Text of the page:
It’s been a busy year for me so far, and as a result, my music blogging has regrettably fallen by the wayside. Planning for and finally getting married, family health problems, home maintenance and various “honey-do” tasks that go along with that, etc. All this has led up to not only the neglect of writing about new music, but also taking the time to seek out and listen to it. It also hasn’t helped that, of the small number of albums that I was able to squeeze in over the last six months, not many have really impressed me enough to get back into the swing of blogging. I have a big backlog now that I am committing myself to slogging through, and not all of it is great. However, there have been a slew of recent releases that have finally given me that familiar tingly feeling again, and sharing the joy of these records is renewing my spark for listening to and writing about music.
Of the few records of 2009 that I have been able to digest, by far the best is Grizzly Bear’s Veckatimest. Their 2006 effort Yellow House was a great record, but there were moments of that album that felt like a lot of work just to appreciate. As a result, Yellow House was a difficult but rewarding album that took a very long time to earn the massive praise that I am able to give it now. Veckatimest, on the other hand, is an immediately listenable, enjoyable, and impressive feat, stuffed full of pop hooks and creative exploration in sound. Right from the get go with album opener “Southern Point,” Grizzly Bear begin their slightly skewed exploration of pop music. The acoustic guitar strums are matched by shuffling drums and the occasional exclamatory timpani, and the soaring background vocals bring to mind an AM radio classic with a modern twist. Up next is “Two Weeks,” one of the standout tracks on the album and evidence of Grizzly Bear’s amazing pop sensibilities. The bouncy piano stabs oddly recall Jay-Z’s “Hard Knock Life” (good luck finding anyone else who would draw that comparison!), but the swelling chorus buoyed by ethereal backing vocals is where the song truly comes alive. Great moments abound on this record, such as the build and eventual synth and guitar dream pop release of “Ready, Able” or the choir vocals of “I Live With You.” But Grizzly Bear haven’t lost the quirks that made Yellow House such a challenging listen. “Dory” is an engaging experiment in underwater songwriting, and “Hold Still” is a meandering trip that also recalls some of Yellow House‘s more difficult moments. In reality, there is so much to hear on this record, and each listen seems to reveal new twists and turns, not unlike Yellow House, but much more easily digestible.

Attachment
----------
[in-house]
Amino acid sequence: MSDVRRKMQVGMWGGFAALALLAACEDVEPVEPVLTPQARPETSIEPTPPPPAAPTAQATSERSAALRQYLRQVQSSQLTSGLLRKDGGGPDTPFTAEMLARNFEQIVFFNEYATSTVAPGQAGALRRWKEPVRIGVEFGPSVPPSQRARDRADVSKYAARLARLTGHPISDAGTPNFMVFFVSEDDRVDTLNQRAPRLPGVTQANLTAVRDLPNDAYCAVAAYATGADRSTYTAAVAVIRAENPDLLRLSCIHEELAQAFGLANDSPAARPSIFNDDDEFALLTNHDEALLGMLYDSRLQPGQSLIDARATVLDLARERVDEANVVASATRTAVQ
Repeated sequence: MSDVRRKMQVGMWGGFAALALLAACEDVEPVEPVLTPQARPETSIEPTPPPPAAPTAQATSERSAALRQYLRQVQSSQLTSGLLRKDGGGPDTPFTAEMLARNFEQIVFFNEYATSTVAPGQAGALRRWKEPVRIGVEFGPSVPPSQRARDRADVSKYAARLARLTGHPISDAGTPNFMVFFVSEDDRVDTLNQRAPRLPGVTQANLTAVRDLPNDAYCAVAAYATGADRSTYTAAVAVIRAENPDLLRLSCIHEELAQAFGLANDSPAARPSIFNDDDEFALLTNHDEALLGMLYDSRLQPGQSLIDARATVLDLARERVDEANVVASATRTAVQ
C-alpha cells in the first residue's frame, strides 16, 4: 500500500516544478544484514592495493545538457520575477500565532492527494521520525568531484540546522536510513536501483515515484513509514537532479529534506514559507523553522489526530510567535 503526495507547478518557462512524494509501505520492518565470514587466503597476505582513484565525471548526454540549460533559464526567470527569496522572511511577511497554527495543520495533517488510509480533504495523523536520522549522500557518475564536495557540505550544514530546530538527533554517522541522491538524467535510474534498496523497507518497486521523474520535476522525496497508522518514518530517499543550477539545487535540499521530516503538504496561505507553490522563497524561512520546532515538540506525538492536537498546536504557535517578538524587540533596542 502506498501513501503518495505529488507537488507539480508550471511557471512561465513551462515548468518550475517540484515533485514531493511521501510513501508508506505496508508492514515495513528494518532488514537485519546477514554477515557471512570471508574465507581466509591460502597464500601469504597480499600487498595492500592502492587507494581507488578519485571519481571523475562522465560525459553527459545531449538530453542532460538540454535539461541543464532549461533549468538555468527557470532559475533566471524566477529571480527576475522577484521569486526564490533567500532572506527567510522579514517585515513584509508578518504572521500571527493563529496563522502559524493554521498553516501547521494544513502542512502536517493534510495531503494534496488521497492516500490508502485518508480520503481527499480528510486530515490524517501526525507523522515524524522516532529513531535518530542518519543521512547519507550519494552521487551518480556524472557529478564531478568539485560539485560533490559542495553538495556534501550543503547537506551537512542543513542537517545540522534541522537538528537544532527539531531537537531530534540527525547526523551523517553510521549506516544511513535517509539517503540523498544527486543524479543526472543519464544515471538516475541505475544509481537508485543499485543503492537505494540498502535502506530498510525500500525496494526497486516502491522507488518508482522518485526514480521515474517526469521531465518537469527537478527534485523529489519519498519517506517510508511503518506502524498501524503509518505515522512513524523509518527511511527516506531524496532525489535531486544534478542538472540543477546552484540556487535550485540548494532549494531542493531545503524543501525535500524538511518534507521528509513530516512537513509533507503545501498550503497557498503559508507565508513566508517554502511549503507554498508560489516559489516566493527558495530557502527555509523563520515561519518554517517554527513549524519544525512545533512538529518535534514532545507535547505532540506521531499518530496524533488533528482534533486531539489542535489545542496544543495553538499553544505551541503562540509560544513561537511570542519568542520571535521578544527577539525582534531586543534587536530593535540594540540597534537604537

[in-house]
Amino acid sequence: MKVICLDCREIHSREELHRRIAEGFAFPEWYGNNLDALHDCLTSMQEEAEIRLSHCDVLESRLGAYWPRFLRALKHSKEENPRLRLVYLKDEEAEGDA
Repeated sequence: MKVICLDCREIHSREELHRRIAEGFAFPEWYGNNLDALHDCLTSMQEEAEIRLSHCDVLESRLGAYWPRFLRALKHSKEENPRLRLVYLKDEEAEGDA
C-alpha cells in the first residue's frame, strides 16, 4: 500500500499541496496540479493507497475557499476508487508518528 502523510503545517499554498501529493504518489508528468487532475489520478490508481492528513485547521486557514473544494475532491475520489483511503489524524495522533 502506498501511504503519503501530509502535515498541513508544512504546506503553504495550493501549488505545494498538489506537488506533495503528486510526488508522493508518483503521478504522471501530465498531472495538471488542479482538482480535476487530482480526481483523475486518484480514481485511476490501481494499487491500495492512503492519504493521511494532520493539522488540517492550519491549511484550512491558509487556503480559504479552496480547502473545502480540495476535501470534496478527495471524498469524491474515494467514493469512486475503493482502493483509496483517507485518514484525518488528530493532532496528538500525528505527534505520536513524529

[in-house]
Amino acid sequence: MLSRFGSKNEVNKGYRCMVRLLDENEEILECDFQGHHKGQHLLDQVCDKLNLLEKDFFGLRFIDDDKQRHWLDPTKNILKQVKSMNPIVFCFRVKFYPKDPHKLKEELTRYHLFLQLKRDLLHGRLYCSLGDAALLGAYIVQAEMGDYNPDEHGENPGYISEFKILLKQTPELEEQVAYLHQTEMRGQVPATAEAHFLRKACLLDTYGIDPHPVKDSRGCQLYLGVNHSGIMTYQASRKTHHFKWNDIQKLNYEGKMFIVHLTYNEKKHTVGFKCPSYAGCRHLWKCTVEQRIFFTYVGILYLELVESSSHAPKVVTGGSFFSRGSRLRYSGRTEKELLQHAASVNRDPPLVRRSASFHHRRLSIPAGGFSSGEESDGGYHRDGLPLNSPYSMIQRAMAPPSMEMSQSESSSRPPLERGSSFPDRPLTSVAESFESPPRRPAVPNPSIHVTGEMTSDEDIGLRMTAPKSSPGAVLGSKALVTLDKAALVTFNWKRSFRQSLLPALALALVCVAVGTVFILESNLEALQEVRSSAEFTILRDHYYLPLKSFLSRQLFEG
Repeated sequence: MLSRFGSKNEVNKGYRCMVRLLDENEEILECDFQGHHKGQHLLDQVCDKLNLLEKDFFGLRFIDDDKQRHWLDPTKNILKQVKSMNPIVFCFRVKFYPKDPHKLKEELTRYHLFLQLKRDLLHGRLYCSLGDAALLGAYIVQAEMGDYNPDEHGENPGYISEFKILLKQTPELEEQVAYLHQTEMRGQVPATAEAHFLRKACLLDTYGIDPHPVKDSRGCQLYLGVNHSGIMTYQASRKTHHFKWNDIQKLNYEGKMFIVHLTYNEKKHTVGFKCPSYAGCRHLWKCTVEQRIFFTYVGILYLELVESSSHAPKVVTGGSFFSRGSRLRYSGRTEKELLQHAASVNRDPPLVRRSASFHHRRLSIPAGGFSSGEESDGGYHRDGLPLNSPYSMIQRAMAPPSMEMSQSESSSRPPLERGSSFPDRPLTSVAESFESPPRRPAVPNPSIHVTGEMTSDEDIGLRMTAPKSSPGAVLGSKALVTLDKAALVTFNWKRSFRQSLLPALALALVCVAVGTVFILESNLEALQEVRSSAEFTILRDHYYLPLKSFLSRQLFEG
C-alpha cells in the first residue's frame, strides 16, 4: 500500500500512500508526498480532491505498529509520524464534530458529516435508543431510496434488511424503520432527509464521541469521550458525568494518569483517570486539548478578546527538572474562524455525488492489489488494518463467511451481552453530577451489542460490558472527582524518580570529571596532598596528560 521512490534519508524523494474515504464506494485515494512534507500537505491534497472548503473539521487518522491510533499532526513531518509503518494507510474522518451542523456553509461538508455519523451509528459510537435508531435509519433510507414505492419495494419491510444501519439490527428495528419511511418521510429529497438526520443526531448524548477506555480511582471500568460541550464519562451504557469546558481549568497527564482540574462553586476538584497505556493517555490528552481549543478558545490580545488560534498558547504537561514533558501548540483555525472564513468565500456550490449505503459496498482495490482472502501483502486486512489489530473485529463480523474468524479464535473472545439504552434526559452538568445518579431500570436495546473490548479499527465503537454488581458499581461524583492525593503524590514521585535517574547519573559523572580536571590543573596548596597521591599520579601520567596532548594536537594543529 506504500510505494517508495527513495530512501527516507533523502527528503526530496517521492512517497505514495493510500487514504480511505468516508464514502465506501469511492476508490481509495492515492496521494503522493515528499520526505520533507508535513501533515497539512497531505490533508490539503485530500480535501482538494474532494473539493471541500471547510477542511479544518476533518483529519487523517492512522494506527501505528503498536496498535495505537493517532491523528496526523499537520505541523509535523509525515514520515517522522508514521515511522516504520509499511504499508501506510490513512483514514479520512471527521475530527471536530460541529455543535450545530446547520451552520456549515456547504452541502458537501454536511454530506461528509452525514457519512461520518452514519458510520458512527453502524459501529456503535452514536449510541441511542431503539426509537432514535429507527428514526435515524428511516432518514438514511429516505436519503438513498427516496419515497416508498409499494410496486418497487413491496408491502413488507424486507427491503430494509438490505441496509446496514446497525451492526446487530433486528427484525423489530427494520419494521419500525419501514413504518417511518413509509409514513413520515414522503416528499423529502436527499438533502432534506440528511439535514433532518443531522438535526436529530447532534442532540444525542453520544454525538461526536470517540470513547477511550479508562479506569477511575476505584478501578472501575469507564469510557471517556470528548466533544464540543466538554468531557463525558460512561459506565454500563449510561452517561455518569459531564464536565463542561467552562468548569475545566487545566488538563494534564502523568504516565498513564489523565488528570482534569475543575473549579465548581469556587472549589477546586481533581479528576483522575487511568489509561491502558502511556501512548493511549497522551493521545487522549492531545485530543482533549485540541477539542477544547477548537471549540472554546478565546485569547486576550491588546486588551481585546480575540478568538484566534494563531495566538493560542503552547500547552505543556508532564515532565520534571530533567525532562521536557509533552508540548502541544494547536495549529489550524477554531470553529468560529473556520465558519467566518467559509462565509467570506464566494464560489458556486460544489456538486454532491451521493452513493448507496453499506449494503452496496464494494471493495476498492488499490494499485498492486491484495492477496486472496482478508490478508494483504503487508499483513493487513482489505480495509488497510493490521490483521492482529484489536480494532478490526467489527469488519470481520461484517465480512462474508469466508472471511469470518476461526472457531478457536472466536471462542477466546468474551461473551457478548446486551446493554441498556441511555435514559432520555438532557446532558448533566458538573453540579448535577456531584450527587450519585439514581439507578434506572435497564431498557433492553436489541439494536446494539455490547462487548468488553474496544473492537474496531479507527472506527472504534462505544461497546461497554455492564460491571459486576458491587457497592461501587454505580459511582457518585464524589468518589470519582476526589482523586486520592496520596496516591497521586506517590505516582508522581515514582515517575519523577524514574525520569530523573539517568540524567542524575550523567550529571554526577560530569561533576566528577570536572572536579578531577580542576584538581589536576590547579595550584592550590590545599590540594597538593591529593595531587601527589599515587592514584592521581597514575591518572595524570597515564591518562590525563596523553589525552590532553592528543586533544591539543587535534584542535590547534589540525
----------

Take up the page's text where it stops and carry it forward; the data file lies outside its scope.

One of the more noticable things about Veckatimest is the trade off between Ed Droste and Daniel Rossen, who share almost equal vocal duties on the album. It becomes clear that, while Grizzly Bear began as Droste’s band, they have evolved into a more cohesive group, and this has only increased their ability to craft meticulously gorgeous songs. I realize that I still have a whole pile of albums to sort through, but I’m glad I chose this one as one of my first forays back into new music. Veckatimest has made me excited about the music of 2009, and I am fully recharged and ready for the rest. My only fear is that none of the records awaiting my critical ear will be able to top what Grizzly Bear have created with this fine album. Will this be my top album of 2009? We shall see.
Grizzly Bear – “Two Weeks”